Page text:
School has reopened once more, and parents and guardians are putting together their funds to ensure that their children have a smooth transition into the new school year. Yet there is a clear and present danger that many parents fail to protect their children from. Social Media. Due to a lack of information, and the assumption that if anything negative is going on, their child will confide in them, many parents allow their children free reign of devices from mobile phones to tablets and computers. In the case of social media’s effect on teens, this is rarely the case. In today’s Ghana 8.8 million people use social media. Use of WhatsApp is also virtually universal in Ghana, with a reported 95% of people in Ghana who use the internet using WhatsApp. Silas Kwame Ocansey’s 2021 study found that about 8% of Ghanaian teens spend 19 hours a day online, while 15% of Ghanaian teens spend 15 hours a day online. Not only is this tendency unhealthy, excessive use of social media also has awful effects on teens' ability to concentrate in school which leads to poor grades like we are seeing in the current crop of BECE graduates who even with aggregate 30+ are expecting to magically attend grade A schools. But is there any way to control teens’ use of social media?
Yesterday, graphic online published an article where the Deputy Majority Leader in Parliament, Alexander Afenyo-Markin, implored that a law banning social media use by teens must be established to avoid the disintegration of the social fabric of our country. This law would penalize parents and guardians who fail to enforce the rules, and they would face punitive fines. Although some may see this measure as extreme, it is what is necessary to halt the descent of Ghanaian youth into ignominy. Excessive use of social media has many terrible effects on teens, and I am going to list a few below.
1.Cyberbullying. Some children are bullied so excessively online that they completely lose their sense of self, which leads them to further extreme action down the line. Additionally, it is necessary to examine the effects of those teens who get away with bullying in the online setting. They learn that there is no adult supervision, and in this world, they can be as mean as they want while presenting an innocent face in in-person interactions. This can lead to the breeding of more sociopathic tendencies in our society.
2.Addiction to Sports Betting. Part of the reason Sports Betting in Ghana became popular so quickly is the ubiquity of social media. With odds being shared on Telegram, Twitter and Facebook, the vice is more accessible to young people than ever. When in the past, Lott meant you had to physically walk to a kiosk and potentially risk someone who know your parents catching you in the act and reporting you, now betting can be done from the comfort of these teens’ phones.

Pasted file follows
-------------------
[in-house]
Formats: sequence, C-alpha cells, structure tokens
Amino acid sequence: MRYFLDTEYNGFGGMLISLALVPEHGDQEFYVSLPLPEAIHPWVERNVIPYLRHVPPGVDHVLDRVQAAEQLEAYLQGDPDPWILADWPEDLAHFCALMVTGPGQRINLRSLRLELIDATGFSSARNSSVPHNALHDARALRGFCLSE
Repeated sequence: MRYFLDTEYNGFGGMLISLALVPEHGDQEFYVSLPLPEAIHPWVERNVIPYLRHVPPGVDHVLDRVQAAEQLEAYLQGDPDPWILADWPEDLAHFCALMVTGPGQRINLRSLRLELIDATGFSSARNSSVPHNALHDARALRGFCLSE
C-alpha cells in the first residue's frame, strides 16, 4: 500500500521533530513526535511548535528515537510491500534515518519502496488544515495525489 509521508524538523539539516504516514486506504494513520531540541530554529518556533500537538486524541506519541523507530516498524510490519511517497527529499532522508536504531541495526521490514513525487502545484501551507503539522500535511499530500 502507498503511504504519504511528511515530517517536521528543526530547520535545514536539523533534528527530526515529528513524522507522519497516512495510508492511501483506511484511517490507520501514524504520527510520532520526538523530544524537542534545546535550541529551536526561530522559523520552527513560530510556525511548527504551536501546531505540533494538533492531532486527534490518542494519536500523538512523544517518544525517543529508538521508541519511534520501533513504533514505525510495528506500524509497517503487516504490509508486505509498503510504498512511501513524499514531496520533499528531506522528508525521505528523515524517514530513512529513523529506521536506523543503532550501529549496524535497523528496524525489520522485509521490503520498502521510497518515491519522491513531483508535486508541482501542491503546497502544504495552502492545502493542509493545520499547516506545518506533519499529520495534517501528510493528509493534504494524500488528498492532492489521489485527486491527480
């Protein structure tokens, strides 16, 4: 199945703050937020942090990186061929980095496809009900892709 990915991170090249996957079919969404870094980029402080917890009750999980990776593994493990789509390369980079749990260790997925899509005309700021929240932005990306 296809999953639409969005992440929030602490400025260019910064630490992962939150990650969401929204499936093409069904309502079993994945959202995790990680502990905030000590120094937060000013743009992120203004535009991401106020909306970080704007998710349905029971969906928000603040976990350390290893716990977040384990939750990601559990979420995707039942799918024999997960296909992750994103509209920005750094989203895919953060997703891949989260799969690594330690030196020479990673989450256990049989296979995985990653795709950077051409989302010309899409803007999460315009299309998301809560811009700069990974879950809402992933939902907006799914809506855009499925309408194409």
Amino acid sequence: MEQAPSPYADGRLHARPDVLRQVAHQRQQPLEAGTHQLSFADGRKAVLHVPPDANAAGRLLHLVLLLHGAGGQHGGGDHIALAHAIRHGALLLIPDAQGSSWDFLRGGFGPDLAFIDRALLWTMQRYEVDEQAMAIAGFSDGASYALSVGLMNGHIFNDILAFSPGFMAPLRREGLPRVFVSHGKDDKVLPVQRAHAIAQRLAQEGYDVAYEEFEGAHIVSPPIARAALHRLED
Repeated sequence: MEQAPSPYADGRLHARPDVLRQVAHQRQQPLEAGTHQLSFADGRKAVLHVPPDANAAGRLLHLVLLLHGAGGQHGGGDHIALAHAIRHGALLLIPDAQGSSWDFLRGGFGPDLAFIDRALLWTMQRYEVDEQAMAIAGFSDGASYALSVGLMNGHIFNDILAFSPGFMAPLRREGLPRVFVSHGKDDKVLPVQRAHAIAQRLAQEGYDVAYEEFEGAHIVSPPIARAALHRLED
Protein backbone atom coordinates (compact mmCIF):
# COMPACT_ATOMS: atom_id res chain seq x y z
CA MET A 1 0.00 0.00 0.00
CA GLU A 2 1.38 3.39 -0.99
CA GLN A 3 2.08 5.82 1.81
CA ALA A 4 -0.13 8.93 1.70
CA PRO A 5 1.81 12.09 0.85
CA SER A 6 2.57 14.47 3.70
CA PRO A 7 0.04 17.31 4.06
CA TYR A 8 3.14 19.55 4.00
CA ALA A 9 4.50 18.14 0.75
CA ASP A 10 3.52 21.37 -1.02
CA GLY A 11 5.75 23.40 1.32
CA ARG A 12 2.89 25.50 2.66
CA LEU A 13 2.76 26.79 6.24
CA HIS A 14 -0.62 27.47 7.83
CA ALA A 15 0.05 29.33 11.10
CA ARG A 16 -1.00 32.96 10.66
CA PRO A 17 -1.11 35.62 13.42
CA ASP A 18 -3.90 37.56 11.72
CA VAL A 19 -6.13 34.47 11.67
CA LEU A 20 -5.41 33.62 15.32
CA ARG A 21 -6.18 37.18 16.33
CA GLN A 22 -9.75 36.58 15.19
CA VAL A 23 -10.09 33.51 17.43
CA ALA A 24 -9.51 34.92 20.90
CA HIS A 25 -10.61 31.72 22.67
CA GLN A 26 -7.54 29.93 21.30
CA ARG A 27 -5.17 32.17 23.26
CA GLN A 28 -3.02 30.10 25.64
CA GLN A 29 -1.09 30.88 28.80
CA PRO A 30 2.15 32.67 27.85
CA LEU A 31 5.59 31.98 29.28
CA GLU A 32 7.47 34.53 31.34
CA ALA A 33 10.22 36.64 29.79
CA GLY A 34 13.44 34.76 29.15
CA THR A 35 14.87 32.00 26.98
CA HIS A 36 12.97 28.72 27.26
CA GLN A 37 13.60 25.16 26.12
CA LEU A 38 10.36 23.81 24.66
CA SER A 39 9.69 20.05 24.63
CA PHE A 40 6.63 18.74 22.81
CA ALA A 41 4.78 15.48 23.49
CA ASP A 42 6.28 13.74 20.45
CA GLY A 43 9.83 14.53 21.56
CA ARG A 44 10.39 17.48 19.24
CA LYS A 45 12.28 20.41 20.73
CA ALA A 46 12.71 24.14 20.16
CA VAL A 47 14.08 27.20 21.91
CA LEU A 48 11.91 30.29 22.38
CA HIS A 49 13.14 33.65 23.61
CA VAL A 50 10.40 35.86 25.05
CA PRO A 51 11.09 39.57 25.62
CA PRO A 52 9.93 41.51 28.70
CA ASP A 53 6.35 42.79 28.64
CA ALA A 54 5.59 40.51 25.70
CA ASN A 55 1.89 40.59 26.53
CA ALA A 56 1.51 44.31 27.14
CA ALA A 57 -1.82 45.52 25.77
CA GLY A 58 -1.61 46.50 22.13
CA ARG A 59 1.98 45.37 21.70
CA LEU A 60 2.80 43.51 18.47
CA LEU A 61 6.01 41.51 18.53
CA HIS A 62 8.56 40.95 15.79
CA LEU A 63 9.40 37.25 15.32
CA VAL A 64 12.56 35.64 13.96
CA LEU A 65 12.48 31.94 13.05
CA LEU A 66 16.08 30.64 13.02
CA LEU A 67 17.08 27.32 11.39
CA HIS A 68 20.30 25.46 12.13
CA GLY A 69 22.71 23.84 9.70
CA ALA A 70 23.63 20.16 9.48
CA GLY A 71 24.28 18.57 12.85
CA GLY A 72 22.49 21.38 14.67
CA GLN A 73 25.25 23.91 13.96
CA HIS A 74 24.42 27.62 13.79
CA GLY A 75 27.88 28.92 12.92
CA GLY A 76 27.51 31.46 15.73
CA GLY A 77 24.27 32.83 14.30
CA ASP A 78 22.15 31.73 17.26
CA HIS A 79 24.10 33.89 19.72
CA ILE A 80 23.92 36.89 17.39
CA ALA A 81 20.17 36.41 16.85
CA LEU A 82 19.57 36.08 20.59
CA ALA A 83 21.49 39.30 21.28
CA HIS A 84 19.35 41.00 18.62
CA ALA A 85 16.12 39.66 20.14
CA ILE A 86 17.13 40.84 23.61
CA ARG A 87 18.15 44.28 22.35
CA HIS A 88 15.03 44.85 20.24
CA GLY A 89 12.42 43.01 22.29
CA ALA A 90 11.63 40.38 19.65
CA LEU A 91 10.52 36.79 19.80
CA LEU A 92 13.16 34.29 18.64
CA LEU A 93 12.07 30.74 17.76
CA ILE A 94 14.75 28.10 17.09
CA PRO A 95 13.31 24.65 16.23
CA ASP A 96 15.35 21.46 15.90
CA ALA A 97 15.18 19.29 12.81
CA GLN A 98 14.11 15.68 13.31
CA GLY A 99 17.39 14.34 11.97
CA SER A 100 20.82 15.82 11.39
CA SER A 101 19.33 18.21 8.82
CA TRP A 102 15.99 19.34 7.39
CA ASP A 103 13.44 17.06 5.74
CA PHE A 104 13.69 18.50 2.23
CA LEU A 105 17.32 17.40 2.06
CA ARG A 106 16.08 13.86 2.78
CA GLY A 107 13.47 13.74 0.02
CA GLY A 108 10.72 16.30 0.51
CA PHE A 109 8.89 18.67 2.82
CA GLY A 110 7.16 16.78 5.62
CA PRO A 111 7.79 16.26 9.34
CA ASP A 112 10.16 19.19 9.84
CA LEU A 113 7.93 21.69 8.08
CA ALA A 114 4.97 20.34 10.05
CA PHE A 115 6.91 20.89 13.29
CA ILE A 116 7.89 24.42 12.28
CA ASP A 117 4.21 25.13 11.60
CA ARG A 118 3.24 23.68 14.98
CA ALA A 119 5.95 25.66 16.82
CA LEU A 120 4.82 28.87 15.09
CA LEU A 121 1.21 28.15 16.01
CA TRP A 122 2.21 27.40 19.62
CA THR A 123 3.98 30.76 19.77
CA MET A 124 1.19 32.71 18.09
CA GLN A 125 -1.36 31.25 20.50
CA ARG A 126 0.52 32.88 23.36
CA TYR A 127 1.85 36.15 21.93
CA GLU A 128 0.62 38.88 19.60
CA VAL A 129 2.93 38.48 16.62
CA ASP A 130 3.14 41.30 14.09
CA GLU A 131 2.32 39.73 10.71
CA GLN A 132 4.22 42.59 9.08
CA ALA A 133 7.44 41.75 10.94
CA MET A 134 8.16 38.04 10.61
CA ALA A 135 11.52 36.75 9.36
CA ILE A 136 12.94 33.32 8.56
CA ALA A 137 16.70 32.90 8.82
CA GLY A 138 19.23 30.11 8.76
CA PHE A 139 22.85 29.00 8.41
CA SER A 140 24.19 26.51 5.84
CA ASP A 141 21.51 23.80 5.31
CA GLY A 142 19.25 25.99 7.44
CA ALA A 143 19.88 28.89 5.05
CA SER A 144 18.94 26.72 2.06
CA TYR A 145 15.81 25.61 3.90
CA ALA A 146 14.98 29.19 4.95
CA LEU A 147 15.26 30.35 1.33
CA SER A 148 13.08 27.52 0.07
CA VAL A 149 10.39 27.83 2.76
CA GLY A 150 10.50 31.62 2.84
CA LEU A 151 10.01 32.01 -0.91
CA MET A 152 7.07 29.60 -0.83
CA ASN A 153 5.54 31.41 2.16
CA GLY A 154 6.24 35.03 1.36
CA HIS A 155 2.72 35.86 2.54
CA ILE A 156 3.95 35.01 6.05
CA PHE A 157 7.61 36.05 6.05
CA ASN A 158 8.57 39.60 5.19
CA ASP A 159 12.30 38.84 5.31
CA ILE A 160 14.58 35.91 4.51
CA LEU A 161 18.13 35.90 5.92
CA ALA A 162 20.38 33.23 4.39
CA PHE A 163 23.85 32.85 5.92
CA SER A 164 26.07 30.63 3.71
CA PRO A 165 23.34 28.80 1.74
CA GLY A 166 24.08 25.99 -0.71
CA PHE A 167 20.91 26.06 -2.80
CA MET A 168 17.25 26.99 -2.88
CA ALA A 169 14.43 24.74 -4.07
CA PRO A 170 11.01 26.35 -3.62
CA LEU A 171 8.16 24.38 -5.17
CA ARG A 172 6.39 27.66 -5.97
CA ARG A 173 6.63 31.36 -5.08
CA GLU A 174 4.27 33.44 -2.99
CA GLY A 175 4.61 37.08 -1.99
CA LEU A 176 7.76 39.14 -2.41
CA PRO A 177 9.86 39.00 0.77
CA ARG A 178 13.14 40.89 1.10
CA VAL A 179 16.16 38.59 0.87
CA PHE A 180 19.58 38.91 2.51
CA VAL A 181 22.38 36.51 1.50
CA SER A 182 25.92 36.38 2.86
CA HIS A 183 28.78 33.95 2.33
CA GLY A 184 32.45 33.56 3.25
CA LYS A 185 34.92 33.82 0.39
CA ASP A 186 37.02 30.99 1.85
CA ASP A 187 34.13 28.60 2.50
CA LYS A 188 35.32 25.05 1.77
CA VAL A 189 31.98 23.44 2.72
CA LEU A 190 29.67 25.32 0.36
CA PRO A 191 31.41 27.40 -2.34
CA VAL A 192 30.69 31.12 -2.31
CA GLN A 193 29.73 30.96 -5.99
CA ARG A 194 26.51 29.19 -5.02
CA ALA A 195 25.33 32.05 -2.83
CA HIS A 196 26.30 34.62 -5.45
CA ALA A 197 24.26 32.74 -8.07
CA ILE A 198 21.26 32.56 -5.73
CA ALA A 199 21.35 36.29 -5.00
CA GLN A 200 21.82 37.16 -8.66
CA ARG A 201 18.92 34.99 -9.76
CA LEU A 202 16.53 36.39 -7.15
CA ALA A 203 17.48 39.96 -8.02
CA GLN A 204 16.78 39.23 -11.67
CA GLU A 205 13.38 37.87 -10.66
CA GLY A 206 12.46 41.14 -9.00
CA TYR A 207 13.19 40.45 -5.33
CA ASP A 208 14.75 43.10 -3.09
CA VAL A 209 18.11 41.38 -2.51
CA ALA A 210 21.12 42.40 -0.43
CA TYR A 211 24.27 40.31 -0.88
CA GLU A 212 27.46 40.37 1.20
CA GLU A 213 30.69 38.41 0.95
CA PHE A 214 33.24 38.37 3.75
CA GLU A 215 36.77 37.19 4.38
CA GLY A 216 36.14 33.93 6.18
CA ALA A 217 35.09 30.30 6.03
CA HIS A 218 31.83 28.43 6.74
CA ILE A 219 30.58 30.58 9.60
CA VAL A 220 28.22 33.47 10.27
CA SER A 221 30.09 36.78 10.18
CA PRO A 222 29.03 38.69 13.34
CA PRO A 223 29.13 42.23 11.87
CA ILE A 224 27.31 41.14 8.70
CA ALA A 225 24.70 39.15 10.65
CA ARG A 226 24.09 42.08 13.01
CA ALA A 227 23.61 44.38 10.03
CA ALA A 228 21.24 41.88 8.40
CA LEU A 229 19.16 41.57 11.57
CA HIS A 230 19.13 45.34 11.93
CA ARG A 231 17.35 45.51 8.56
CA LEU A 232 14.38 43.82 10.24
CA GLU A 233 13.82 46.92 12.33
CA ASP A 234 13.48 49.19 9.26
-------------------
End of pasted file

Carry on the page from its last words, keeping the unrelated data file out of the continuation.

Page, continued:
3.Body image issues. Many teens these days refuse to dress or act like teens. They follow celebrities like the Khardashians and believe that their hair and their clothes must always be ‘on fleek’. While that is damaging enough, the desire for plastic surgery among teens is rising because they are unsatisfied with their bodies, which by the way are still developing, and are unlikely to mature into their final forms until around age 25.
4.Depression. The CDC in the US released an article this February highlighting the increased sadness and violence that US teen girls are experiencing due to the conditions they live in. Ghana must not wait for one such study to come out to acknowledge that we must take steps to fix what is going to turn into a storm soon. As the world becomes more interconnected via the internet, so too are our teens, and what teens are experiencing on the other side of the world could soon become or reality in Ghana. Yet unlike the US, Ghana is not equipped with numerous psychiatrists and counselors to help teens in the future. Our limited resources mean that we have to be proactive.
5.Suicide. In 2021, Brigham Young University published the results of a ten year study on the long term effects of social media on teens where they discovered that there is an elevated suicide risk from teen girls using social media more and more
I hope that reading this short list will give parents and guardians some knowledge on what is awaiting their children if they do not exercise some control over social media now. It can be difficult, because oftentimes, a YouTube video might be the only thing that keeps a child entertained while you attempt to complete essential tasks. Instead, introduce your child to reading and take them to one of the numerous libraries that have been commissioned over the past couple of years, so that they develop healthier hobbies. Playing sports, learning a craft skill, or even just socializing in person with other teens are all healthier ways to interact with the world.
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